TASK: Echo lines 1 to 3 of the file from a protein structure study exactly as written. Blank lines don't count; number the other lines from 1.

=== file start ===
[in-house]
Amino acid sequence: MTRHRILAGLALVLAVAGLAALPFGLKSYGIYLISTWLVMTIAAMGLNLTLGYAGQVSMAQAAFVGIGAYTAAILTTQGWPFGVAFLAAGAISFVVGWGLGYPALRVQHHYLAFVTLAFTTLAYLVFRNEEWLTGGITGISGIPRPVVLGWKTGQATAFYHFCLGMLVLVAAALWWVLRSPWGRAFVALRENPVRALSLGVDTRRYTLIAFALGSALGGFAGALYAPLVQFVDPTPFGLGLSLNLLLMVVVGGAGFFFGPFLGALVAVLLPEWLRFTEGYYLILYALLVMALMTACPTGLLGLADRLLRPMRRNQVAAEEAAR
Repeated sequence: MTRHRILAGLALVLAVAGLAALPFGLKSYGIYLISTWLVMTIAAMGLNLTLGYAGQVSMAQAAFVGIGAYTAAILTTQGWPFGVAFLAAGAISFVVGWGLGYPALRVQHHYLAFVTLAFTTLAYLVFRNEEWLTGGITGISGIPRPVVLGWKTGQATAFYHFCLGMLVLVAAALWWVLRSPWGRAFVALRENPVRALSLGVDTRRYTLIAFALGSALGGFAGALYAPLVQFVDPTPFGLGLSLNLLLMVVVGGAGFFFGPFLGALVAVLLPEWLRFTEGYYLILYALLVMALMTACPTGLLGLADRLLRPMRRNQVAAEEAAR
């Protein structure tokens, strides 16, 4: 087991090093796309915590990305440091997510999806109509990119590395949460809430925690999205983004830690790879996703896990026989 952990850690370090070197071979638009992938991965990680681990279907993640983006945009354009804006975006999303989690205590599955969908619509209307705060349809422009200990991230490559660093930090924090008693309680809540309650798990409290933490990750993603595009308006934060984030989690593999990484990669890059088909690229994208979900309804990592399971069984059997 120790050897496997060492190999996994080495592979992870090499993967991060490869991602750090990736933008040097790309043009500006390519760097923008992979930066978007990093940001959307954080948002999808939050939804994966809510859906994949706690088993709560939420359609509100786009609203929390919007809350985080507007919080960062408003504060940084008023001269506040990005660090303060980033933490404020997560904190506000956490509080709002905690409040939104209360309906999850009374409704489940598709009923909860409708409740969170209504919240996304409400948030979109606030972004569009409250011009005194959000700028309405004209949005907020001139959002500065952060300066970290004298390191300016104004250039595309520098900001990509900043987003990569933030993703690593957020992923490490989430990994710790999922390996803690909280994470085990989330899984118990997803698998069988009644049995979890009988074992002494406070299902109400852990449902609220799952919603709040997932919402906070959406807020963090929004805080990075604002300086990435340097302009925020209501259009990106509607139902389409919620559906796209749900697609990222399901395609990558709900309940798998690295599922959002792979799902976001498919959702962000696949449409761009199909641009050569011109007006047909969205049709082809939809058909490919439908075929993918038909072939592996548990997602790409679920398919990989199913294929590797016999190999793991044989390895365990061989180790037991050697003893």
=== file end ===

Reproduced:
[in-house]
Amino acid sequence: MTRHRILAGLALVLAVAGLAALPFGLKSYGIYLISTWLVMTIAAMGLNLTLGYAGQVSMAQAAFVGIGAYTAAILTTQGWPFGVAFLAAGAISFVVGWGLGYPALRVQHHYLAFVTLAFTTLAYLVFRNEEWLTGGITGISGIPRPVVLGWKTGQATAFYHFCLGMLVLVAAALWWVLRSPWGRAFVALRENPVRALSLGVDTRRYTLIAFALGSALGGFAGALYAPLVQFVDPTPFGLGLSLNLLLMVVVGGAGFFFGPFLGALVAVLLPEWLRFTEGYYLILYALLVMALMTACPTGLLGLADRLLRPMRRNQVAAEEAAR
Repeated sequence: MTRHRILAGLALVLAVAGLAALPFGLKSYGIYLISTWLVMTIAAMGLNLTLGYAGQVSMAQAAFVGIGAYTAAILTTQGWPFGVAFLAAGAISFVVGWGLGYPALRVQHHYLAFVTLAFTTLAYLVFRNEEWLTGGITGISGIPRPVVLGWKTGQATAFYHFCLGMLVLVAAALWWVLRSPWGRAFVALRENPVRALSLGVDTRRYTLIAFALGSALGGFAGALYAPLVQFVDPTPFGLGLSLNLLLMVVVGGAGFFFGPFLGALVAVLLPEWLRFTEGYYLILYALLVMALMTACPTGLLGLADRLLRPMRRNQVAAEEAAR